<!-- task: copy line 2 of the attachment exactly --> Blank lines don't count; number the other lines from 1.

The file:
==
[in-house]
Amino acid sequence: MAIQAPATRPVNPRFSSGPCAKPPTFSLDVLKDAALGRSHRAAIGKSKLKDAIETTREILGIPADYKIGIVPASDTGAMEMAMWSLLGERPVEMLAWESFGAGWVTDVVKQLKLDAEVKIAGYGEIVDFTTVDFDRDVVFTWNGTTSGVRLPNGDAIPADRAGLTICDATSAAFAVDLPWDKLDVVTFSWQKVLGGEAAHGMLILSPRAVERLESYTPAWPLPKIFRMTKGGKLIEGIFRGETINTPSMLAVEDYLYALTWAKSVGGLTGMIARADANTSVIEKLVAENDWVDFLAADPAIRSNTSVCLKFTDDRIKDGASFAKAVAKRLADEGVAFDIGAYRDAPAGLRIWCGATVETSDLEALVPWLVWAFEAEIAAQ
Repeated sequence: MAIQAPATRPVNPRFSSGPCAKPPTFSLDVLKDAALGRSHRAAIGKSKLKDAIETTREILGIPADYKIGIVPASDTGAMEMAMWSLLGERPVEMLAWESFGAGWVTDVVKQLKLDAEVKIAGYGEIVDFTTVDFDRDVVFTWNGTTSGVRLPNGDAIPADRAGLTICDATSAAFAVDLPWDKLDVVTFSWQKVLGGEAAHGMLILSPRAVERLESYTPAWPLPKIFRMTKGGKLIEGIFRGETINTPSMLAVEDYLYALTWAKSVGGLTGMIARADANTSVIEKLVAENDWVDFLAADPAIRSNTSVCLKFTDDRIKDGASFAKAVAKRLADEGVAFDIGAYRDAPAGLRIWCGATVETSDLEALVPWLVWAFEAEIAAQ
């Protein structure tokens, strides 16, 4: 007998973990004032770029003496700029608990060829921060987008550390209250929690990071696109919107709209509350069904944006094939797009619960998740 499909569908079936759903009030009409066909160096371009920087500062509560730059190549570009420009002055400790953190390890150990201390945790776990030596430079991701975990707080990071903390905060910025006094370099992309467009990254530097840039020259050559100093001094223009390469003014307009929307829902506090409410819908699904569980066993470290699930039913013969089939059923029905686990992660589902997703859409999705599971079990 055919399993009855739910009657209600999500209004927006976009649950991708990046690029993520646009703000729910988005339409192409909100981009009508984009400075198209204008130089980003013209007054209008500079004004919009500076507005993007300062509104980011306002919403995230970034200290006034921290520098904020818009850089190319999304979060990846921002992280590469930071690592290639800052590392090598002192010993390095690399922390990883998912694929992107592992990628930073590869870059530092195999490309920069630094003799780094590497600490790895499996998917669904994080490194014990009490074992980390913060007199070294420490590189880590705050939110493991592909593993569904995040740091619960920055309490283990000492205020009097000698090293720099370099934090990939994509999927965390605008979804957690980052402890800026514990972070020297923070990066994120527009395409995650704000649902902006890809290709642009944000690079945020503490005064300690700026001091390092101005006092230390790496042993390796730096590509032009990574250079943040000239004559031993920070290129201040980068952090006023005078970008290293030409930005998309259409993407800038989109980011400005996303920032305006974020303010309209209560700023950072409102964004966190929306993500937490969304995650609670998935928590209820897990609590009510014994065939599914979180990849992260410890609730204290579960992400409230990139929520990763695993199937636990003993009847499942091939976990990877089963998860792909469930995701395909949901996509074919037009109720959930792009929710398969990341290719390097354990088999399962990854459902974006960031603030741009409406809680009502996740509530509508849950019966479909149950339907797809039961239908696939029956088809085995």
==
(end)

Amino acid sequence: MAIQAPATRPVNPRFSSGPCAKPPTFSLDVLKDAALGRSHRAAIGKSKLKDAIETTREILGIPADYKIGIVPASDTGAMEMAMWSLLGERPVEMLAWESFGAGWVTDVVKQLKLDAEVKIAGYGEIVDFTTVDFDRDVVFTWNGTTSGVRLPNGDAIPADRAGLTICDATSAAFAVDLPWDKLDVVTFSWQKVLGGEAAHGMLILSPRAVERLESYTPAWPLPKIFRMTKGGKLIEGIFRGETINTPSMLAVEDYLYALTWAKSVGGLTGMIARADANTSVIEKLVAENDWVDFLAADPAIRSNTSVCLKFTDDRIKDGASFAKAVAKRLADEGVAFDIGAYRDAPAGLRIWCGATVETSDLEALVPWLVWAFEAEIAAQ